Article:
Aston Villa defender Olof Mellberg has insisted he is not brushing up on his Italian language classes, ahead of speculation linking him with a move to Serie A giants Juventus.
The Swedish international is out of contract in the summer and with no new contract deal as yet forthcoming, has been rumoured to be looking for a last big club to end his career.
He and his agent have been in talks with Villa but the 30-year-old, who almost found himself on the score sheet in his side's 2-0 Barclays Premier League win over Derby County on Saturday, insists he is happy in the West Midlands and eager to play his part in Martin O'Neill's side.
The right back, who joined Villa for £5 million in July 2001 from Spanish La Liga side Racing Santander, said: "There have been talks but my focus is on the team and our games. If something happens here before January, we'll have to see.
"I was linked in the Italian press with joining Juventus but, at the moment, all I am focusing on is doing well for Villa and trying to get the team in a good position this year. We will just have to wait and see what happens, but I am not brushing up on my Italian at all."
O'Neill might have been further distracted by an agitated Villa supporter trying to tell him what to do as his side were frustrated in the first half against the league's bottom club, but the manager wasn't going to let that spoil Villa's fifth home win of the season.
The Northern Irishman had to endure the kind of hassle David O'Leary regularly faced behind the dug-out during matches. But he was not going to be fazed, even when pockets of fans booed the team at half-time after they had almost all of the possession, yet failed to take an early lead.
In fact, the Villa manager believes paying fans have every right to vent their frustration - and he is more than grateful for their support as the club celebrates the sort of 40,000 average attendances it last regularly enjoyed in 1949-50.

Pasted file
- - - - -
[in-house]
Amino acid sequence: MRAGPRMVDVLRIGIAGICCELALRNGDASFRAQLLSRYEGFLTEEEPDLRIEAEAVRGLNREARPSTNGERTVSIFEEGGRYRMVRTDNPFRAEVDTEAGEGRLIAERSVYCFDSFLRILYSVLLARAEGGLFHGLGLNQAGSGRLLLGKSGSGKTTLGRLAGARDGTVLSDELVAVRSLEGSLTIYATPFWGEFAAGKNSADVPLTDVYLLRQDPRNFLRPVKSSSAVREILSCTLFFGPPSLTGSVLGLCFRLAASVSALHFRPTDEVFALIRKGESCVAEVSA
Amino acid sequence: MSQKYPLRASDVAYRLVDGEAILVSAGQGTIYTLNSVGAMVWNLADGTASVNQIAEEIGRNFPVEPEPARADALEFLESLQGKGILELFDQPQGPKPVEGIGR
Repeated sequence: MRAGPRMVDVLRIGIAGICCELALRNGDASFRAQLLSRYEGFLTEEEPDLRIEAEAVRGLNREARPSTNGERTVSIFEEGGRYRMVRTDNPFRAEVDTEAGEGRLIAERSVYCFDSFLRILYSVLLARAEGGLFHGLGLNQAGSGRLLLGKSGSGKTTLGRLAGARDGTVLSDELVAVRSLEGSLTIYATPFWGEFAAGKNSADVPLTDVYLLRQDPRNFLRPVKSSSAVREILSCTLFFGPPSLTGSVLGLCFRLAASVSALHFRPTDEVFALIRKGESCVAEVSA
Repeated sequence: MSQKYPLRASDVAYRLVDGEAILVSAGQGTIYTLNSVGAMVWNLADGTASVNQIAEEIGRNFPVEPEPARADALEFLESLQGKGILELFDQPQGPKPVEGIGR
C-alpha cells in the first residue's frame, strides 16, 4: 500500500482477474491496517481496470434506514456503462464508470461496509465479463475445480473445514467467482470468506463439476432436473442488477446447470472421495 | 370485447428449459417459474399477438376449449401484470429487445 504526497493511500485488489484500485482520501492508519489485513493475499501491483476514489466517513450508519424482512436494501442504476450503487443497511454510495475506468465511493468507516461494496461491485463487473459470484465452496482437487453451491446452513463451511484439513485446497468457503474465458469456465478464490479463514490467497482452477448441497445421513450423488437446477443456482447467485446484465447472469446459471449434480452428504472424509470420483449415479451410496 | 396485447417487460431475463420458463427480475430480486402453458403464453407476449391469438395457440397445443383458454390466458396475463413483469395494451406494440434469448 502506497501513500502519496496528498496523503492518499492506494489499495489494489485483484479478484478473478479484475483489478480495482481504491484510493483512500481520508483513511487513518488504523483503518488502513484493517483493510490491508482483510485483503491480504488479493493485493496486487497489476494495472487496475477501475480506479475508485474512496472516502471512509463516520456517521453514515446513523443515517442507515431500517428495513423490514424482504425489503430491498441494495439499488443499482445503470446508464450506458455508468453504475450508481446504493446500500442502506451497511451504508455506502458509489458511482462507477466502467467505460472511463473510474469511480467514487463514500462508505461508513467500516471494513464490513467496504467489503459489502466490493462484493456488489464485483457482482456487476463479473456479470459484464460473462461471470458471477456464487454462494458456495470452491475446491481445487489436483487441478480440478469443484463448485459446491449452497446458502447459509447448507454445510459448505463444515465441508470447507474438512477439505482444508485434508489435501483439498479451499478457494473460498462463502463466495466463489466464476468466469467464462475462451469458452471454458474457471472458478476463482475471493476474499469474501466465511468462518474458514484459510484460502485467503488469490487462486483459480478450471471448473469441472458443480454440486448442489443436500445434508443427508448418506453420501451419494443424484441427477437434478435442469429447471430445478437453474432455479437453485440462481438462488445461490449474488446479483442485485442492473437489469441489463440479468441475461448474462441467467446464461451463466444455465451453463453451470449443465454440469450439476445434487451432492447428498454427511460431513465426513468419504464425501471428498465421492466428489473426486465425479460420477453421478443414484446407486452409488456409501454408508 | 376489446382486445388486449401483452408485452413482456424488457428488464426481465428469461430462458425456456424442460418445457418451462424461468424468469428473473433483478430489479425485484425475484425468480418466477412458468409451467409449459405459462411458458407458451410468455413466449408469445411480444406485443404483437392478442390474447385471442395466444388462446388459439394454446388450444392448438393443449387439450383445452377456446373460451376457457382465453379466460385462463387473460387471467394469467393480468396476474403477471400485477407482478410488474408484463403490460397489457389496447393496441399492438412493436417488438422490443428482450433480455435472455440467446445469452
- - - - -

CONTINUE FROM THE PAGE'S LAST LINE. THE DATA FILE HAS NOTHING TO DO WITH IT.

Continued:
O'Neill said: "l hope that is the level of expectation because we have generally been pretty good at home this season. Even against Manchester United, that first half-hour may well have been the best we have played. We came into this game knowing the big crowd would be expecting us to go and beat Derby.
"Obviously, they want us to do well and there were some comments when it wasn't happening for ten or 15 minutes and most of that was our fault but I want there to be expectation. I thought we had a little period in the first half when we looked like we might score but we couldn't sustain it. We didn't pass the ball cleverly enough; in the second half, we played with a lot more purpose."
Commenting on his heated discussion with a fan seated just behind his dug-out, O'Neill said: "I felt I heard him saying something that I was thinking. There was no real problem at all. I saw him at half-time and he just came down to me.
"Maybe it's expectation. I've looked behind me in every dug-out I've ever been in. Maybe I shouldn't. He wanted us to get more momentum going. He said out loud what I was trying to impart.
"I have often said this - you pay your money and you are entitled, the minute you walk into that ground, to say what you think. If you decide you want to cheer for the whole 90 minutes, great. If you want to moan for the whole 90 minutes, then that's entirely your prerogative. You have paid a lot of money.
"We played Everton here on a Monday night last season and we'd been through a dicky period. The fans were very frustrated, rightly so, and we got booed off at half-time. We deserved it. In the second half, we forced a couple of corners, got a bit of momentum and the crowd were right behind us and it was the same today.
"I'm really pleased we won. I thought the second half was miles better than the first and now we have set ourselves up for next week." [the Second City derby against Birmingham City next Sunday]
"Expectation is getting higher and I don't mind that, why shouldn't it be? It's the only way forward. We haven't reached the Manchester United or Arsenal level yet but we are going to strive to get there and quickly.
"I don't mind what the fans do. They pay hard-earned money to come here. Once we have given them something to cheer, to be playing swashbuckling football for reasonably lengthy periods, then that's fine.
"Against Derby, the first half was nothing like that at all and people are expecting more. The players are expecting more - which they should do - and I was expecting more.
"We now head for the Birmingham game next week and to get our first away win would be phenomenal, but it will be pretty difficult, I am sure."